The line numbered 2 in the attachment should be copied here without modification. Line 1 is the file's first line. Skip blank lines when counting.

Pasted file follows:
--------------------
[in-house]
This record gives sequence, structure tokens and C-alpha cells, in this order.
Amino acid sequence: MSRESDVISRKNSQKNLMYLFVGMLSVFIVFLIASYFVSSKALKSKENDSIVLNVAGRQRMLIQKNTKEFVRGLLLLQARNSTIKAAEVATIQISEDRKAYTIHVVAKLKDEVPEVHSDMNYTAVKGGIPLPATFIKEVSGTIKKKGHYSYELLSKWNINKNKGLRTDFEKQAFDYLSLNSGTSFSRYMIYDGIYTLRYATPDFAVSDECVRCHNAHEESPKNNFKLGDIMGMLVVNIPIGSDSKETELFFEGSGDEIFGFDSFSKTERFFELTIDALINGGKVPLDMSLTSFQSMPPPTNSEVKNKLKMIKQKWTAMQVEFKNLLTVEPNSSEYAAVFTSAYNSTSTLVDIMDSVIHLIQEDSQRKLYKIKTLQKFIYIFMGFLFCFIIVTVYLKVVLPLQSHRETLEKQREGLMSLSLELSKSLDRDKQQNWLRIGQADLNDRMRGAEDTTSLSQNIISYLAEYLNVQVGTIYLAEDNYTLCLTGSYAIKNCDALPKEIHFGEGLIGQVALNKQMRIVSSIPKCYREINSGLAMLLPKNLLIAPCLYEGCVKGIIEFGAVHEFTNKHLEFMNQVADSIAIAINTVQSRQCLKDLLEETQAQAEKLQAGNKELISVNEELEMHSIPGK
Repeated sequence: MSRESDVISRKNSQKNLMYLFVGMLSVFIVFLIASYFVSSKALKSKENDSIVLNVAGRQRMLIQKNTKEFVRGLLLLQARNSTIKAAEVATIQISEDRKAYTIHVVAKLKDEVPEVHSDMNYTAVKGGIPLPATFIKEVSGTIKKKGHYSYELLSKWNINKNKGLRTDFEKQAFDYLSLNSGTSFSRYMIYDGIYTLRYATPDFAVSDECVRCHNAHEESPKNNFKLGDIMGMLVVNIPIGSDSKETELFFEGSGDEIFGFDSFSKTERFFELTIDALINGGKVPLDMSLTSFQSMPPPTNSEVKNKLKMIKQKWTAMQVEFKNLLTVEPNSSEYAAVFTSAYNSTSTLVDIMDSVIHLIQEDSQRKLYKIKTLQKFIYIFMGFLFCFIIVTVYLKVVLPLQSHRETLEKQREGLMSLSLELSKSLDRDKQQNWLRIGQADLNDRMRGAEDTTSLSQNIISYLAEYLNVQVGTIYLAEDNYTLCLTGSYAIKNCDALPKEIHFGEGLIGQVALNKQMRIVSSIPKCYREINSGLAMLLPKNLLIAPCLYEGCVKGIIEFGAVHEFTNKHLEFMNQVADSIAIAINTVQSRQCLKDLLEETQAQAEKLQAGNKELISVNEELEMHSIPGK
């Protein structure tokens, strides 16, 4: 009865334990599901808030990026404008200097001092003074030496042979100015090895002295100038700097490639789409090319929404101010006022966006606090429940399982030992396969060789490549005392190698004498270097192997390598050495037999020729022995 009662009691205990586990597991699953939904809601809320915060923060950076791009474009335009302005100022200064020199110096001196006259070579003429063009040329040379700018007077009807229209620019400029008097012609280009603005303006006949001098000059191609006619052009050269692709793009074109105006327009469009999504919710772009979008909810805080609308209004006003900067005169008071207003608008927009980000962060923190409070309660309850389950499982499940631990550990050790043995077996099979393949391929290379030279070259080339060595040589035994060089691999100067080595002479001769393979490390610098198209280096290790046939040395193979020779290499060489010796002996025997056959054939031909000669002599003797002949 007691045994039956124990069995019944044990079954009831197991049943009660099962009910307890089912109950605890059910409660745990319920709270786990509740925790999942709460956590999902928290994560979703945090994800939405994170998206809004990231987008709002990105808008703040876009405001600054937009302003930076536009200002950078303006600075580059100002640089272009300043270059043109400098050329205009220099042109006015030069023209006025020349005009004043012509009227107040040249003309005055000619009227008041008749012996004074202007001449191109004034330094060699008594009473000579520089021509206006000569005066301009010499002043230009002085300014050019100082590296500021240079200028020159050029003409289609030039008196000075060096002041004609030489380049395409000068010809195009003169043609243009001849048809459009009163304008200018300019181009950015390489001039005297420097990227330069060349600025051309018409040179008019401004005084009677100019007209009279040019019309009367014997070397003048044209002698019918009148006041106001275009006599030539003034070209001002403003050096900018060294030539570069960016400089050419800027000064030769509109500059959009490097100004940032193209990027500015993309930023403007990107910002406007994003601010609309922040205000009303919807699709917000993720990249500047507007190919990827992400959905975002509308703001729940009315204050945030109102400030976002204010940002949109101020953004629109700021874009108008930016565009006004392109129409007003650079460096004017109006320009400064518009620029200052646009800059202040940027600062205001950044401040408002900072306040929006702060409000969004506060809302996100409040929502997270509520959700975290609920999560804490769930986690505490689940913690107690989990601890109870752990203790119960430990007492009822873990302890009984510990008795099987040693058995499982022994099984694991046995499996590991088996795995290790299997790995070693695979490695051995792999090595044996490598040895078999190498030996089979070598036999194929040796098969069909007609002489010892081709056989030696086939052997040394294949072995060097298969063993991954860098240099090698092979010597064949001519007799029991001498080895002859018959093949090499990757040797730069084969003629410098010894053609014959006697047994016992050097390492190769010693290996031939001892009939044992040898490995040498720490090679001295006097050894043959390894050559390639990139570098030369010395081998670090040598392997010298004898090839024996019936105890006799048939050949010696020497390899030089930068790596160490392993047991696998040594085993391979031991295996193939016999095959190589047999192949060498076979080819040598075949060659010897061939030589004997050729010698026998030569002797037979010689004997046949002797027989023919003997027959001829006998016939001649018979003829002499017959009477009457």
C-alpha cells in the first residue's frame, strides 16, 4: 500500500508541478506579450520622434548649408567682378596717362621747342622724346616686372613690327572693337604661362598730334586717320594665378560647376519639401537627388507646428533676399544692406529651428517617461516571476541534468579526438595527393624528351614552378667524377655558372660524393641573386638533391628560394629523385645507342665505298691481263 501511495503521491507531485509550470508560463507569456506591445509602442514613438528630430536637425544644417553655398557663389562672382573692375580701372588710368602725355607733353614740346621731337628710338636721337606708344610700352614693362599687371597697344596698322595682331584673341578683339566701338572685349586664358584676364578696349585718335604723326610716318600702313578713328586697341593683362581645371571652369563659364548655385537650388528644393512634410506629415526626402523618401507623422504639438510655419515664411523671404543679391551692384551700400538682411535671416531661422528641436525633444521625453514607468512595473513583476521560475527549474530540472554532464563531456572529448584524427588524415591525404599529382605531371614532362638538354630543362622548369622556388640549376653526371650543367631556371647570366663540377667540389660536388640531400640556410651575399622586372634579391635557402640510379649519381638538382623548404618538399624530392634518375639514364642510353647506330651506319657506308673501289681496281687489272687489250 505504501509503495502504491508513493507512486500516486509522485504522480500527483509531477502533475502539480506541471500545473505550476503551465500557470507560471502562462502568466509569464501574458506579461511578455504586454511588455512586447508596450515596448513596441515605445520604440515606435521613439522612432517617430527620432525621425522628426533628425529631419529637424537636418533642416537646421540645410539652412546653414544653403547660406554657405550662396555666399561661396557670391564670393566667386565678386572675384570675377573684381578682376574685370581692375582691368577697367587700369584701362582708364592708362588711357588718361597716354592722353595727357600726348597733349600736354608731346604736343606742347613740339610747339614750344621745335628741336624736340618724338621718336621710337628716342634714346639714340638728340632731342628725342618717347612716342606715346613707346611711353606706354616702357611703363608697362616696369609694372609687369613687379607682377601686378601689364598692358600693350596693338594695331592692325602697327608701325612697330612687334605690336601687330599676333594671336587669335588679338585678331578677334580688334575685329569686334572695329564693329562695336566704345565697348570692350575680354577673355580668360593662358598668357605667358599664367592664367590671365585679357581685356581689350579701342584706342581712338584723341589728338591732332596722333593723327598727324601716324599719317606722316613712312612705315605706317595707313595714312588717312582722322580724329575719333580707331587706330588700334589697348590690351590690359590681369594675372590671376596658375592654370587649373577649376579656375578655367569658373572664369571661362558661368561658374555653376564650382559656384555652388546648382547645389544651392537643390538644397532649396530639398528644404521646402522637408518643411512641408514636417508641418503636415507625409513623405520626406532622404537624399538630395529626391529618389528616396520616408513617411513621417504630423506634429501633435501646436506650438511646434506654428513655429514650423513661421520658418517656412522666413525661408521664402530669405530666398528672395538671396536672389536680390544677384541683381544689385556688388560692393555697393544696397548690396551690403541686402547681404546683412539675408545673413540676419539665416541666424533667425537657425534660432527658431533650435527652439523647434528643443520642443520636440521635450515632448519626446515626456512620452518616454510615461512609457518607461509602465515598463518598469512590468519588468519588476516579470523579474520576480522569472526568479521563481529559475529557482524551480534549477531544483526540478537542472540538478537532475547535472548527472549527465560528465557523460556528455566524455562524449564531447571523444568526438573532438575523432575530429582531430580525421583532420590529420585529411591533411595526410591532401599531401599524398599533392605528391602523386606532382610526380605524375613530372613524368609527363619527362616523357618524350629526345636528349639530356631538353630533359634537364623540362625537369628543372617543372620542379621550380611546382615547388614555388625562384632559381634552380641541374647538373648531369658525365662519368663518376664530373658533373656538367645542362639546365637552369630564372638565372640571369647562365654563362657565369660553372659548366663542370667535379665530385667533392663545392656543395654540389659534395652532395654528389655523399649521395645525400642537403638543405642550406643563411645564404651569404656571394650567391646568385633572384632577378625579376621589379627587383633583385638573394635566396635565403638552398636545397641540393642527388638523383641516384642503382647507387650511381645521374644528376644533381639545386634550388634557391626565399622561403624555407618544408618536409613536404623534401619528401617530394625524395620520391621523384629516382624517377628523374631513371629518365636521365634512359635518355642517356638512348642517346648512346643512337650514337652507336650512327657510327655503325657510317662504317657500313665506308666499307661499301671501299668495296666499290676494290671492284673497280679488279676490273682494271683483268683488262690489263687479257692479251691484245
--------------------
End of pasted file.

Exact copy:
This record gives sequence, structure tokens and C-alpha cells, in this order.